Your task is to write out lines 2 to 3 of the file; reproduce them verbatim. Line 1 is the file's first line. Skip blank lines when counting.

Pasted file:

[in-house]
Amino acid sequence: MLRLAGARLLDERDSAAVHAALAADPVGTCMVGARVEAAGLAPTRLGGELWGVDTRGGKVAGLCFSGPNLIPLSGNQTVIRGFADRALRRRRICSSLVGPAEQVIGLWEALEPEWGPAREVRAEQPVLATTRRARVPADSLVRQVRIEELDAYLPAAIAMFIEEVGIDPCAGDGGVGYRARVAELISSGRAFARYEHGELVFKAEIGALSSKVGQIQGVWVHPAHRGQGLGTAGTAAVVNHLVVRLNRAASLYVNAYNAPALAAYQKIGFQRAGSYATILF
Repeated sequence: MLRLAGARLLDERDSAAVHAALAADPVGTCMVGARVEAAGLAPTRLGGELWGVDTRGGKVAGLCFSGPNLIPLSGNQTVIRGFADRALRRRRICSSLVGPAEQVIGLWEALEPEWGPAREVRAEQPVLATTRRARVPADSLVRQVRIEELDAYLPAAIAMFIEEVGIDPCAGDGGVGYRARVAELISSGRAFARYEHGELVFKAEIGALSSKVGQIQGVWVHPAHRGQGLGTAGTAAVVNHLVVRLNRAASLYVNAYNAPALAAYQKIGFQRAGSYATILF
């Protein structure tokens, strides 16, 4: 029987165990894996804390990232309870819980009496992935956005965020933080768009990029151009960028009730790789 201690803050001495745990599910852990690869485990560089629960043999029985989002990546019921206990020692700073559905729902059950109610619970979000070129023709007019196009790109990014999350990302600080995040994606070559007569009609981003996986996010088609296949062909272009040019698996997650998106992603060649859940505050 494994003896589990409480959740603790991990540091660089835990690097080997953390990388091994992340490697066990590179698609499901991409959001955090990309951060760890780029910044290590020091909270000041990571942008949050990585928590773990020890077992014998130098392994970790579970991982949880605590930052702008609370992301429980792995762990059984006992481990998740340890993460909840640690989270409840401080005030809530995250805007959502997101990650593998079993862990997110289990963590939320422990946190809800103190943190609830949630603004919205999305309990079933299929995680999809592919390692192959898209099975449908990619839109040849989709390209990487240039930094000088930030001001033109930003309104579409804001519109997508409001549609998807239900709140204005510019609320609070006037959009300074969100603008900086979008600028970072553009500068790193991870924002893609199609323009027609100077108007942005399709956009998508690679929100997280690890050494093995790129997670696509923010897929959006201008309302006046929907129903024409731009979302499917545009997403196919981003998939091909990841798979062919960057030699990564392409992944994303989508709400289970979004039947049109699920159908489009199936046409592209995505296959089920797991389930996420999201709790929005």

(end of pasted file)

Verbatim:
Amino acid sequence: MLRLAGARLLDERDSAAVHAALAADPVGTCMVGARVEAAGLAPTRLGGELWGVDTRGGKVAGLCFSGPNLIPLSGNQTVIRGFADRALRRRRICSSLVGPAEQVIGLWEALEPEWGPAREVRAEQPVLATTRRARVPADSLVRQVRIEELDAYLPAAIAMFIEEVGIDPCAGDGGVGYRARVAELISSGRAFARYEHGELVFKAEIGALSSKVGQIQGVWVHPAHRGQGLGTAGTAAVVNHLVVRLNRAASLYVNAYNAPALAAYQKIGFQRAGSYATILF
Repeated sequence: MLRLAGARLLDERDSAAVHAALAADPVGTCMVGARVEAAGLAPTRLGGELWGVDTRGGKVAGLCFSGPNLIPLSGNQTVIRGFADRALRRRRICSSLVGPAEQVIGLWEALEPEWGPAREVRAEQPVLATTRRARVPADSLVRQVRIEELDAYLPAAIAMFIEEVGIDPCAGDGGVGYRARVAELISSGRAFARYEHGELVFKAEIGALSSKVGQIQGVWVHPAHRGQGLGTAGTAAVVNHLVVRLNRAASLYVNAYNAPALAAYQKIGFQRAGSYATILF